Featured: Did you know your router has two IP addresses? Also this week: tools that promise to fix everything! Also, what it really means to scan a document.
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Your Router's Two IP Addresses
Indeed it does.
It's an important part of understanding how information travels between your computer and the internet services you use.
It's also important to know when asking questions and interpreting answers.
Your router's primary job
Routers perform many different functions, but their primary role, at least in the home, is to act as a gateway to the internet.
You can think of your router as having two “sides”: one side is connected to the internet, and another to all of your computers and other devices. The router sits in-between, passing data traffic back and forth.
The internet side is a connection provided by your ISP. All traffic to and from internet sites and services travel over this connection.
The “local” side, often referred to as a LAN, for Local Area Network, consists of all of the devices connected to the network at your home or place of business. Be it through a wired or wireless connection, these devices connect not to the internet, but to your router, through which the internet is made available.
The router's two networks
These two networks — the internet on one side and your local network on the other — are completely separate. That data crosses between them is only due to the workings of your router, which is connected to both.
Two different networks imply two different IP addresses.
On the internet side, your router is typically assigned an IP address by your ISP when it boots up or first connects. This is your “true” internet address. You can see what yours is by using several online services, or by consulting my article, What's My IP Address?
On the local side, your router is configured to use a specific IP address: often something like 192.168.1.1, 10.1.10.1, or something similar. You can see what yours is by running the command “IPCONFIG /ALL” in a Windows Command Prompt and looking for the Default Gateway address.
The number using periods as the separator — it's IPv4 address — is the IP address of your router.
Your router's other job
Another job performed by your router is to manage the local network.
When the router connects to the internet, it requests an IP address, which is then provided by the ISP. This is your internet IP address. You very likely have only one of these, and it's assigned to your router.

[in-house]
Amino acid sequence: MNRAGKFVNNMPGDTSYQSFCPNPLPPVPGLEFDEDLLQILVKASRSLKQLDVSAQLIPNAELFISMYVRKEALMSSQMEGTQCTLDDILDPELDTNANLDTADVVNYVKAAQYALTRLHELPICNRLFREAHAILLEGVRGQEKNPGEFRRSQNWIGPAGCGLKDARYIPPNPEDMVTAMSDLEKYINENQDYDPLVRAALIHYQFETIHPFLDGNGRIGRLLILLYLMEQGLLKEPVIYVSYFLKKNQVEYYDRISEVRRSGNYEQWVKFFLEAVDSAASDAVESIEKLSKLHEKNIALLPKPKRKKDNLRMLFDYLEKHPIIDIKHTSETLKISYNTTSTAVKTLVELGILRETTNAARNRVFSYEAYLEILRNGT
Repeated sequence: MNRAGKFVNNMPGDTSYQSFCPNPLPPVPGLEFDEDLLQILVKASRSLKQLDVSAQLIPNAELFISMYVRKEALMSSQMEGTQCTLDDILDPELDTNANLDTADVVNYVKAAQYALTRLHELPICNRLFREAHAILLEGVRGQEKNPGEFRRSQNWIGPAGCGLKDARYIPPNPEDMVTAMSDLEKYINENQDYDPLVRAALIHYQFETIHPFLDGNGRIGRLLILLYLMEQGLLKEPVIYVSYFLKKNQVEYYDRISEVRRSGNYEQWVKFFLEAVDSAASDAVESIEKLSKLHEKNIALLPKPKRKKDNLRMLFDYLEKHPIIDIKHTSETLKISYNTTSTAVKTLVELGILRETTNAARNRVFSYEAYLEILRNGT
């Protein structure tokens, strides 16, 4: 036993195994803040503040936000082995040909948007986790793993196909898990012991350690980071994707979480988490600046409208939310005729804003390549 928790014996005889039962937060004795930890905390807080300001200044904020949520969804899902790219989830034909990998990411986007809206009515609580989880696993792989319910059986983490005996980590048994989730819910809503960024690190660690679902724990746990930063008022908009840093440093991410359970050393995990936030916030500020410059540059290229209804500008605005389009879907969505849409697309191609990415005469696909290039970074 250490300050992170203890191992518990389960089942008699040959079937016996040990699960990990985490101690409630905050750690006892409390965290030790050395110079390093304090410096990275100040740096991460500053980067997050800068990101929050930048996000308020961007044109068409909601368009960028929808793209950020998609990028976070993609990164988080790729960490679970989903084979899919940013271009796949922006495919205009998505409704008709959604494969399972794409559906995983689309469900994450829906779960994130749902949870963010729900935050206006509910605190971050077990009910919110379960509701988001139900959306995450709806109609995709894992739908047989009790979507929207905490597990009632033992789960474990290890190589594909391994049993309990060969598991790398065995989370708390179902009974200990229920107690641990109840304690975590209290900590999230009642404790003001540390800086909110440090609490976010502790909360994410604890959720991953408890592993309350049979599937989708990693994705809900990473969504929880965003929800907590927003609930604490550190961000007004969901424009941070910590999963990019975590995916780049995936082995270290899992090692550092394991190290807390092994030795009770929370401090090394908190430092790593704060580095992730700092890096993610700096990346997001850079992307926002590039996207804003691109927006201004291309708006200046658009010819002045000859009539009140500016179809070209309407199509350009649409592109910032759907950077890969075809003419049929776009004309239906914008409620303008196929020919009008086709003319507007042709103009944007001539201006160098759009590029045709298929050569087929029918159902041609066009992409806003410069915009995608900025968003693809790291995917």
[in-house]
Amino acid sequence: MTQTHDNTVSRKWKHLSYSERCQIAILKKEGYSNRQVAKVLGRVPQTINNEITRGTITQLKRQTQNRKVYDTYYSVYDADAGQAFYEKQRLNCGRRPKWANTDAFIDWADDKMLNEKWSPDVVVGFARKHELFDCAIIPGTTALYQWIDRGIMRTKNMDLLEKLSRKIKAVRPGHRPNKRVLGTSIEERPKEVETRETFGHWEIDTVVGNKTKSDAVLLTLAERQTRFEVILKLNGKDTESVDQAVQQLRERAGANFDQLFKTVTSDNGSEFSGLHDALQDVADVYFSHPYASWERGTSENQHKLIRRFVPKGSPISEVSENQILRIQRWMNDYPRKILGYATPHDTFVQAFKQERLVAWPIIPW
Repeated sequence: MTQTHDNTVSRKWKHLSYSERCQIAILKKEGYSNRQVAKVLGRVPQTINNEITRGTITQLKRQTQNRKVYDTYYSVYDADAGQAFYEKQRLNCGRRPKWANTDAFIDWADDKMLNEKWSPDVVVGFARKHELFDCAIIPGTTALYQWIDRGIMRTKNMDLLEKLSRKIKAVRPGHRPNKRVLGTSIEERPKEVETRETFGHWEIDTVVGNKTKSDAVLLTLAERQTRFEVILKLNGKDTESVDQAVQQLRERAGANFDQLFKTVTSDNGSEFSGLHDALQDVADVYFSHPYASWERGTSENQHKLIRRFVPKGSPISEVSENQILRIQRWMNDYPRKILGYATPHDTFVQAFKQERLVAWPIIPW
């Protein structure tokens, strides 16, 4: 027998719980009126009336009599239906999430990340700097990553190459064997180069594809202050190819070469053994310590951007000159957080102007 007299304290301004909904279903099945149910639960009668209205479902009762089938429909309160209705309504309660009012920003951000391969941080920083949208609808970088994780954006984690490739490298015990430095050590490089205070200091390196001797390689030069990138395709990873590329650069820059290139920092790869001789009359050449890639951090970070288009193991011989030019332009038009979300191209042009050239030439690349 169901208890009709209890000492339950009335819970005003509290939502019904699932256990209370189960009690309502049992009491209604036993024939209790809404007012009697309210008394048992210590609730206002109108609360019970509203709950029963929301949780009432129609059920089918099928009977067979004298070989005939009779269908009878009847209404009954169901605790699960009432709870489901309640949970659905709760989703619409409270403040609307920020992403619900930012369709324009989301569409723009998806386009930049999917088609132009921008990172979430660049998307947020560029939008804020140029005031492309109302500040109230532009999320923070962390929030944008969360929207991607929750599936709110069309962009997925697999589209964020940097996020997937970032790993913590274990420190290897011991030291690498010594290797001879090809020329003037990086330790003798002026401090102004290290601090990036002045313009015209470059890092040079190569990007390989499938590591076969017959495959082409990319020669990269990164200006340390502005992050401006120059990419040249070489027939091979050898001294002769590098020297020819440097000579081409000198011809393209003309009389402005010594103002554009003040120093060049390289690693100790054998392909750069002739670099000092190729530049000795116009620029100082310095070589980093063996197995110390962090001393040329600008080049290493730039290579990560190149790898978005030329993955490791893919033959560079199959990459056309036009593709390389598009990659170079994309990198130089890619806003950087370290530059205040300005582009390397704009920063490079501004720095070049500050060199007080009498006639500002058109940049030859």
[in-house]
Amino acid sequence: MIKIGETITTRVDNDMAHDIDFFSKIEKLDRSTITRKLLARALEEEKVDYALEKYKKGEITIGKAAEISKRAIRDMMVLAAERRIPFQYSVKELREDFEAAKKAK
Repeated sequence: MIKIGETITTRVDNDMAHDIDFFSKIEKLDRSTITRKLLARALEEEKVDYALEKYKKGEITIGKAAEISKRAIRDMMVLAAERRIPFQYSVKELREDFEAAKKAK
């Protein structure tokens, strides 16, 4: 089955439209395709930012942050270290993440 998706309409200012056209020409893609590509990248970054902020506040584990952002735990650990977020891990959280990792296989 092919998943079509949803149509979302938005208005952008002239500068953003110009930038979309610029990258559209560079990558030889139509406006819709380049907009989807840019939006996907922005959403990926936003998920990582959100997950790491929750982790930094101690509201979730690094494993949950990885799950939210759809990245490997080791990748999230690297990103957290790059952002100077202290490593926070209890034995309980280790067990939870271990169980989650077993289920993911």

When your computer (or other device) connects to your local network, it also requests an IP address. This IP address is provided by your router. It looks a lot like the router's own local IP address, though the last two numbers will be different. This is that computer's local IP address. Each device connected to the local network has its own unique local IP address.
When a device on your local network wants to communicate with a device on the internet, it is the router's job to “translate” between the two types of addresses. In fact, that's what it's called: Network Address Translation, or NAT. NAT makes it appear as if all of your devices (each with a unique local IP address) are coming from the same internet IP address — because they are. All the traffic going to and from the internet is handled by your router through its internet-side connection and IP address.
Determining the IP address
As we've seen above, there are two ways to see the two different IP addresses:
- Using an online service (or page like my What's My IP Address? article) will tell you the internet IP address of your router. When someone asks you for your IP address — say when trying to diagnose an issue you're having in accessing a website — this is the number you provide.
- Using the “ipconfig” command in a Windows Command Prompt will tell you the local IP address of that computer. In practice, you rarely need to know this one, except perhaps when diagnosing local network connectivity problems.
Specific IP addresses
One final note: a “local” IP address begins with either:
- 172.16.x.x through 172.31.x.x
You will never see these addresses on the internet. They are called “non-routable” IP addresses and are reserved exclusively for local networks. That's how, if you provide the wrong kind of IP address to your support person, they can tell immediately and ask you for “the other one.”
Related Links & Comments: Your Router's Two IP Addresses
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Do "Fix All Your Windows Problems" Utilities Work?
To quote the old aphorism: “If it seems too good to be true, it probably is.”
I'm sure there are good programs out there, but like you, I'm very skeptical. Beyond skeptical. Downright suspicious, even.
As a result, I've never purchased such a program. Instead, I've tackled my problems head-on, lived with them, or, if things are bad enough and unsolvable, reformatted and re-installed.
But there are some ways to at least stack the deck in your favor if you want to try one or more of these types of tools.
Continue Reading: Do "Fix All Your Windows Problems" Utilities Work?
Why Does a Scan of a Simple Text Document Result in Such a Large File?
The short answer is very simple: a scan of a document creates a picture. It's exactly as if you had pointed your camera at the paper and snapped a photo of it, except your scanner is better at capturing large, flat surfaces.
And pictures can be big.
Let's look at why, and what some of the alternatives might be.
Continue Reading: Why Does a Scan of a Simple Text Document Result in Such a Large File?
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